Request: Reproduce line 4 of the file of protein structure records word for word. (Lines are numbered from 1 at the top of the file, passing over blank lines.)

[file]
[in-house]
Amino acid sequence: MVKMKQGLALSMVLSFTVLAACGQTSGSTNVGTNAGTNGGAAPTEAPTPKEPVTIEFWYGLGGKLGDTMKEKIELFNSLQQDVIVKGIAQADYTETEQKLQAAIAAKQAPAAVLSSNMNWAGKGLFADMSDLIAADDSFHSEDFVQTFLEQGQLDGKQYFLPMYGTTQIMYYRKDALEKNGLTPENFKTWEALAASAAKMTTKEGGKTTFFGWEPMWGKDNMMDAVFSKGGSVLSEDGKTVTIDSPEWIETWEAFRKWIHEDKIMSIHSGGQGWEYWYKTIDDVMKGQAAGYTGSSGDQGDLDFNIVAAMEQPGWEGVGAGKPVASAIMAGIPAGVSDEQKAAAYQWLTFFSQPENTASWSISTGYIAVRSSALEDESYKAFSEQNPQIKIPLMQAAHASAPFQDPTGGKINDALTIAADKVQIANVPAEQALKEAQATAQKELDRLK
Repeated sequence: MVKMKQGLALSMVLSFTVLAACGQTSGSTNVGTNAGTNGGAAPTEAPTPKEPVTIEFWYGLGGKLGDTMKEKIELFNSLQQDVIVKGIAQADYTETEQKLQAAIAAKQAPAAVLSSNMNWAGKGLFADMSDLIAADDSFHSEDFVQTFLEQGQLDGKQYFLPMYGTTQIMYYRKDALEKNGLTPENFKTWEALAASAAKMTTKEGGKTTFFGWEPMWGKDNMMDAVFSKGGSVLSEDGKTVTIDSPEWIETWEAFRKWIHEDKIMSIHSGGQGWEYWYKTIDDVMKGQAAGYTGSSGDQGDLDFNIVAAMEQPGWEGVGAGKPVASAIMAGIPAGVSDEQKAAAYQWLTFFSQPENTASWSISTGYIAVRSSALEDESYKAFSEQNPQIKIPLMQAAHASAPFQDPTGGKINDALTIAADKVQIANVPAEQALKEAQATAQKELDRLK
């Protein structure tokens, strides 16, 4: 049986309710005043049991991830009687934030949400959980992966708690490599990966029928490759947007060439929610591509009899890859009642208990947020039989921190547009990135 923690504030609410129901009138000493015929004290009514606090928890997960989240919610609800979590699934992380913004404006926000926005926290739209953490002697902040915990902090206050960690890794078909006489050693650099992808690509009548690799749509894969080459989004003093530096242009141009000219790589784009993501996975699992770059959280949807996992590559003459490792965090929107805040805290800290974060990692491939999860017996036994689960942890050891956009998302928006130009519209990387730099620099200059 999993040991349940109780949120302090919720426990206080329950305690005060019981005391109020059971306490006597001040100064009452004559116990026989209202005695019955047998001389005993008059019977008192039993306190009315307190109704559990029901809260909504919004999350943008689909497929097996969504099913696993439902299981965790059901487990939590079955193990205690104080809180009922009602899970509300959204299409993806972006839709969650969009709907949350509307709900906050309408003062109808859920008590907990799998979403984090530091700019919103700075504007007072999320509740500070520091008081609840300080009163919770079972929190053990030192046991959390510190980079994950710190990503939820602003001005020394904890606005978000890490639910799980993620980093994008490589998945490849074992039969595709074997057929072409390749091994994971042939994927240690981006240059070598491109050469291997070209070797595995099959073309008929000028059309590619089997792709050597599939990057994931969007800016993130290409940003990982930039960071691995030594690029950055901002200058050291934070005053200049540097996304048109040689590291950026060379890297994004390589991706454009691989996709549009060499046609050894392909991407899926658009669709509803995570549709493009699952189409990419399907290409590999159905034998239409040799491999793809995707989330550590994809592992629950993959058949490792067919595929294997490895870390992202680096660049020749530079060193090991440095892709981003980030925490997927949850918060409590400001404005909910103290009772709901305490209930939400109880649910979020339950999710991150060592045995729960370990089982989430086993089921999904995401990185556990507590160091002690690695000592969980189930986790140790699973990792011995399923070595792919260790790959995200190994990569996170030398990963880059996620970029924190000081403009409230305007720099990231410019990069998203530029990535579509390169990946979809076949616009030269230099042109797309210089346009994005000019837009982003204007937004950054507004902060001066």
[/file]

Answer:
């Protein structure tokens, strides 16, 4: 049986309710005043049991991830009687934030949400959980992966708690490599990966029928490759947007060439929610591509009899890859009642208990947020039989921190547009990135 923690504030609410129901009138000493015929004290009514606090928890997960989240919610609800979590699934992380913004404006926000926005926290739209953490002697902040915990902090206050960690890794078909006489050693650099992808690509009548690799749509894969080459989004003093530096242009141009000219790589784009993501996975699992770059959280949807996992590559003459490792965090929107805040805290800290974060990692491939999860017996036994689960942890050891956009998302928006130009519209990387730099620099200059 999993040991349940109780949120302090919720426990206080329950305690005060019981005391109020059971306490006597001040100064009452004559116990026989209202005695019955047998001389005993008059019977008192039993306190009315307190109704559990029901809260909504919004999350943008689909497929097996969504099913696993439902299981965790059901487990939590079955193990205690104080809180009922009602899970509300959204299409993806972006839709969650969009709907949350509307709900906050309408003062109808859920008590907990799998979403984090530091700019919103700075504007007072999320509740500070520091008081609840300080009163919770079972929190053990030192046991959390510190980079994950710190990503939820602003001005020394904890606005978000890490639910799980993620980093994008490589998945490849074992039969595709074997057929072409390749091994994971042939994927240690981006240059070598491109050469291997070209070797595995099959073309008929000028059309590619089997792709050597599939990057994931969007800016993130290409940003990982930039960071691995030594690029950055901002200058050291934070005053200049540097996304048109040689590291950026060379890297994004390589991706454009691989996709549009060499046609050894392909991407899926658009669709509803995570549709493009699952189409990419399907290409590999159905034998239409040799491999793809995707989330550590994809592992629950993959058949490792067919595929294997490895870390992202680096660049020749530079060193090991440095892709981003980030925490997927949850918060409590400001404005909910103290009772709901305490209930939400109880649910979020339950999710991150060592045995729960370990089982989430086993089921999904995401990185556990507590160091002690690695000592969980189930986790140790699973990792011995399923070595792919260790790959995200190994990569996170030398990963880059996620970029924190000081403009409230305007720099990231410019990069998203530029990535579509390169990946979809076949616009030269230099042109797309210089346009994005000019837009982003204007937004950054507004902060001066």